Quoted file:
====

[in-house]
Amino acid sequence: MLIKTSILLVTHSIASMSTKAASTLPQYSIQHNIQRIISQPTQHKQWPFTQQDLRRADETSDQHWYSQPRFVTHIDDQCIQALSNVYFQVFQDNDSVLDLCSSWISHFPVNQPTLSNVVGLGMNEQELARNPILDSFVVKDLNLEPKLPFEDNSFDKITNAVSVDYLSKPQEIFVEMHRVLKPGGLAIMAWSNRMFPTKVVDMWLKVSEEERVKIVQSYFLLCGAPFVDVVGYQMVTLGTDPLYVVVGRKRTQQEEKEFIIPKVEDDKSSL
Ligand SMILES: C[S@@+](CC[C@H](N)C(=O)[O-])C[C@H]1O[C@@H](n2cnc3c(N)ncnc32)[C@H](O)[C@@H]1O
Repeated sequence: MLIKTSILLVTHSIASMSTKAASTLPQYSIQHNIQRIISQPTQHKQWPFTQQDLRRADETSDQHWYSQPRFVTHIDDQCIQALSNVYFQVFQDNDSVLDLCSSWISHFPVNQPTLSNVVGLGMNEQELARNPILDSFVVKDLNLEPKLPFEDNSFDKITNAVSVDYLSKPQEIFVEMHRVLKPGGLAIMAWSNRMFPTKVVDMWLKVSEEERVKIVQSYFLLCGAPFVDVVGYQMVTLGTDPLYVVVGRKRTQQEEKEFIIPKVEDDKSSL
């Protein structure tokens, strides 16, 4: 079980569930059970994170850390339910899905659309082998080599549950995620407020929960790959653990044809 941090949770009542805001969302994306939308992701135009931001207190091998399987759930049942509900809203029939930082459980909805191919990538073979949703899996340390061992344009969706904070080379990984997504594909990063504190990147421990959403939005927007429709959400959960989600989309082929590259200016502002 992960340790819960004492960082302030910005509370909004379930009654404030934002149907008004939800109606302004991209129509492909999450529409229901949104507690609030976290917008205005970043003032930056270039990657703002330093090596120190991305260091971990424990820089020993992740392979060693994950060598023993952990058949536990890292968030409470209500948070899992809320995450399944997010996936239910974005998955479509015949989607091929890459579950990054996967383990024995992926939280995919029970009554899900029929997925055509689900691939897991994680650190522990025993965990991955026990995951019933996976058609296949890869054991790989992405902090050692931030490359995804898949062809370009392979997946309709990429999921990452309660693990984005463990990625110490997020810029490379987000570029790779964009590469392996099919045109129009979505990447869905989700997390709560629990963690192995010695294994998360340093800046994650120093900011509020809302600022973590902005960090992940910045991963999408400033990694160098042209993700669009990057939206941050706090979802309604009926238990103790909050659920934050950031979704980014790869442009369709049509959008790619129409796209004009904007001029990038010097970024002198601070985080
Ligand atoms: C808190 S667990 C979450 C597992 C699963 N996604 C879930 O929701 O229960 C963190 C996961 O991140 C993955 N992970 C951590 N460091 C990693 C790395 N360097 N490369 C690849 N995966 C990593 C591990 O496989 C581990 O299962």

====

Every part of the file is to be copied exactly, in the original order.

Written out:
[in-house]
Amino acid sequence: MLIKTSILLVTHSIASMSTKAASTLPQYSIQHNIQRIISQPTQHKQWPFTQQDLRRADETSDQHWYSQPRFVTHIDDQCIQALSNVYFQVFQDNDSVLDLCSSWISHFPVNQPTLSNVVGLGMNEQELARNPILDSFVVKDLNLEPKLPFEDNSFDKITNAVSVDYLSKPQEIFVEMHRVLKPGGLAIMAWSNRMFPTKVVDMWLKVSEEERVKIVQSYFLLCGAPFVDVVGYQMVTLGTDPLYVVVGRKRTQQEEKEFIIPKVEDDKSSL
Ligand SMILES: C[S@@+](CC[C@H](N)C(=O)[O-])C[C@H]1O[C@@H](n2cnc3c(N)ncnc32)[C@H](O)[C@@H]1O
Repeated sequence: MLIKTSILLVTHSIASMSTKAASTLPQYSIQHNIQRIISQPTQHKQWPFTQQDLRRADETSDQHWYSQPRFVTHIDDQCIQALSNVYFQVFQDNDSVLDLCSSWISHFPVNQPTLSNVVGLGMNEQELARNPILDSFVVKDLNLEPKLPFEDNSFDKITNAVSVDYLSKPQEIFVEMHRVLKPGGLAIMAWSNRMFPTKVVDMWLKVSEEERVKIVQSYFLLCGAPFVDVVGYQMVTLGTDPLYVVVGRKRTQQEEKEFIIPKVEDDKSSL
């Protein structure tokens, strides 16, 4: 079980569930059970994170850390339910899905659309082998080599549950995620407020929960790959653990044809 941090949770009542805001969302994306939308992701135009931001207190091998399987759930049942509900809203029939930082459980909805191919990538073979949703899996340390061992344009969706904070080379990984997504594909990063504190990147421990959403939005927007429709959400959960989600989309082929590259200016502002 992960340790819960004492960082302030910005509370909004379930009654404030934002149907008004939800109606302004991209129509492909999450529409229901949104507690609030976290917008205005970043003032930056270039990657703002330093090596120190991305260091971990424990820089020993992740392979060693994950060598023993952990058949536990890292968030409470209500948070899992809320995450399944997010996936239910974005998955479509015949989607091929890459579950990054996967383990024995992926939280995919029970009554899900029929997925055509689900691939897991994680650190522990025993965990991955026990995951019933996976058609296949890869054991790989992405902090050692931030490359995804898949062809370009392979997946309709990429999921990452309660693990984005463990990625110490997020810029490379987000570029790779964009590469392996099919045109129009979505990447869905989700997390709560629990963690192995010695294994998360340093800046994650120093900011509020809302600022973590902005960090992940910045991963999408400033990694160098042209993700669009990057939206941050706090979802309604009926238990103790909050659920934050950031979704980014790869442009369709049509959008790619129409796209004009904007001029990038010097970024002198601070985080
Ligand atoms: C808190 S667990 C979450 C597992 C699963 N996604 C879930 O929701 O229960 C963190 C996961 O991140 C993955 N992970 C951590 N460091 C990693 C790395 N360097 N490369 C690849 N995966 C990593 C591990 O496989 C581990 O299962």